5 Questions All First-time Moms Need Answered

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Image created by Chaunie Brusie

Becoming a mom for the first time is incredibly scary, overwhelming, and exhausting, even as it's life changing and awesome at the same moment.

I look back on my first year as a mom, and while I definitely remember the tiredness, late nights watching TV while I tried to rock my baby to sleep, and afternoons where I would literally just watch her nap, I also remember a lot of learning.

It felt like I had to re-learn how to live life, and there were so many things I wish I would have known before I became a mom, such as …

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How do I treat a baby's fever?

Seriously. My barely-6-month-old came down with a harrowing case of swine flu, and I had no idea what to do. What medications are safe for babies? When did I need to take her to the doctor? It was all so confusing. Here are a few tips straight from the experts at the American Academy of Pediatrics:

  • You can give infants some medications, but the dosage goes by weight, so it really is important to check with your pediatrician before giving it. Our pediatrician usually recommended .8 of a teaspoon for our babies, but again, it's very important to check, as some medications are concentrated and may contain a higher dosage.
  • A “fever” in a baby is not the same as a fever for an adult. Your baby doesn't technically have a fever that warrants medication until his or her temperature is over 101 degrees Fahrenheit.
  • A cool bath or shower and a light onesie will go a long way.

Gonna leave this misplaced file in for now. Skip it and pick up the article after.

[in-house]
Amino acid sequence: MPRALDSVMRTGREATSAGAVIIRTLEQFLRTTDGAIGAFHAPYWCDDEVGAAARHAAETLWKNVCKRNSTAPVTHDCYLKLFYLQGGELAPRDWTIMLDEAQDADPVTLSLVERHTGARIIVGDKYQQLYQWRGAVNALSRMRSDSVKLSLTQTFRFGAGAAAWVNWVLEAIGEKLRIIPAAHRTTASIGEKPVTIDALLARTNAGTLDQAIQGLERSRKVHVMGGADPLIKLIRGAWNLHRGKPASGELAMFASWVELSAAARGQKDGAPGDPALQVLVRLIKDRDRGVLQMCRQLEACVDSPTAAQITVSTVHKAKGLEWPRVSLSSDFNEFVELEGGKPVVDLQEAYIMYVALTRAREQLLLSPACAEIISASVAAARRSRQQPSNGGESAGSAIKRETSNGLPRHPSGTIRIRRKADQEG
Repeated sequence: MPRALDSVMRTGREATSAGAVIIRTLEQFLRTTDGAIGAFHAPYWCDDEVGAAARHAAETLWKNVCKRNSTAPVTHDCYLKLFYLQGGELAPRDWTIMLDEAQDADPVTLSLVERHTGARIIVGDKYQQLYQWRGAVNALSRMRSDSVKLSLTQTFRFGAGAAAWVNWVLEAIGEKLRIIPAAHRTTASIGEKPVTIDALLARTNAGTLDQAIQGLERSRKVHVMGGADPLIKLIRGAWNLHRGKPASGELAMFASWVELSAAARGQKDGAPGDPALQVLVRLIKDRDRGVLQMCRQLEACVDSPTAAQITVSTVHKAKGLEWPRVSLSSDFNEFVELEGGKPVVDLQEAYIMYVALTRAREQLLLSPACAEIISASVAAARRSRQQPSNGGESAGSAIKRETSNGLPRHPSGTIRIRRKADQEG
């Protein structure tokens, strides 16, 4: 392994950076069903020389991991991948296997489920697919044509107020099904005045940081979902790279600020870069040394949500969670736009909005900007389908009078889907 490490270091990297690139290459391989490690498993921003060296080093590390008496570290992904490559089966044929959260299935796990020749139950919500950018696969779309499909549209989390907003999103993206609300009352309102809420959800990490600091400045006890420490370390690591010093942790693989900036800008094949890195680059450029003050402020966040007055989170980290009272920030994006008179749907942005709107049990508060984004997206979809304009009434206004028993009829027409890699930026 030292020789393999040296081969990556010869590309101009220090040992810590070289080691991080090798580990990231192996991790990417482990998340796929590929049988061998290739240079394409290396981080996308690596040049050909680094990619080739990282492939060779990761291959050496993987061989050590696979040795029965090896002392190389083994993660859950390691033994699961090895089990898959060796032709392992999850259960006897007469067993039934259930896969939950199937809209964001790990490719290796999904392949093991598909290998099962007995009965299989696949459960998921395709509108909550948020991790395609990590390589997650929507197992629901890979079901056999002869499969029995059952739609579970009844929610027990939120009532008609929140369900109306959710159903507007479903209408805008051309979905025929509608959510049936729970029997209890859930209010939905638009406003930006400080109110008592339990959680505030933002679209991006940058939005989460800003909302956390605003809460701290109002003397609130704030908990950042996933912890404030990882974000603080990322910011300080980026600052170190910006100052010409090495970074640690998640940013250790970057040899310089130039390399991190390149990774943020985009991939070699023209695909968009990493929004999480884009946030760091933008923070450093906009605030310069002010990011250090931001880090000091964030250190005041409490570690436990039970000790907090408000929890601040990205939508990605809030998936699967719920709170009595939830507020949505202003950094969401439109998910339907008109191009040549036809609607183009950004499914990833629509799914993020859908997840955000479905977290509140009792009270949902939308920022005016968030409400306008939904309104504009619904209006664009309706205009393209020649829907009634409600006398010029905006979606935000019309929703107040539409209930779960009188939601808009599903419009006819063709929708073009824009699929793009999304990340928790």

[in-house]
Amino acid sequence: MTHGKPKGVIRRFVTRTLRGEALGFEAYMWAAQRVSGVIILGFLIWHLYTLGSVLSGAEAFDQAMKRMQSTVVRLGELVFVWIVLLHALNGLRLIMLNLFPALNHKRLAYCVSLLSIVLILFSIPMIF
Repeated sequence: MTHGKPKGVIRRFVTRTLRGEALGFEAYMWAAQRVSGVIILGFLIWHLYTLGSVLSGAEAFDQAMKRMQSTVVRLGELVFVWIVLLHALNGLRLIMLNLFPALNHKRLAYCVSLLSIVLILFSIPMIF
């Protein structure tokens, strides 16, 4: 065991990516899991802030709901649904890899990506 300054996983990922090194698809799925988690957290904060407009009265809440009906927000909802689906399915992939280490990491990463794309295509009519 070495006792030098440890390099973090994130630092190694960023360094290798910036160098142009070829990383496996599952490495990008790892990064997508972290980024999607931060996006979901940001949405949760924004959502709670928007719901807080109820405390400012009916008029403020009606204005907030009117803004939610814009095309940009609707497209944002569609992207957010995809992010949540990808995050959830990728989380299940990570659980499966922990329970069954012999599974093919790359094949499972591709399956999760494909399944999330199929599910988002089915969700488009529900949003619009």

• Acetaminophen (Tylenol) is the #1 cause of hospital visits for overdoses, so be very careful with administering.
  • Monitoring the symptoms of a fever is the best course of action, as a fever is actually beneficial to killing off viruses and bacteria and promoting the immune system to work.
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What do I do for a baby's cold?

Along with a fever, baby colds are the worst. You try feeding the baby and her nose is so stuffed up that she can't eat; you try getting the baby to sleep and she's too congested to stay asleep; you try laying her down for a nap and her cough gets worse. You feel so helpless.

Here's what you need to know for those long, sleepless nights:


  • Humidifiers are key. In the absence of being able to give your baby any medication, humidifiers are key for helping ease your baby's congestion. Cool mist humidifiers will help your baby from getting overheated.
  • Vicks on the feet might help. You'll have to check with your baby's doctor, but depending on your baby's age, he or she might benefit from using the ol' Vicks-on-the-feet trick. I was skeptical until we actually tried it, and it works. You put Vicks on the baby's feet and then cover her feet with nice, thick socks.
  • You can suck your baby's boogers right out. I honestly had never heard of such a product, but according to moms I know who use the thing, it's life changing. There are versions of nasal aspirators that require you um, manually, suck your baby's snot out, but thankfully, there are also electric versions.


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Is my baby's poop normal?

Baby's poop actually comes in a surprisingly wide range of colors, from those first black meconium stools to the yellowish mustard seeds of a breastfed infant. But it can be hard to distinguish what's truly normal and when there might be a problem.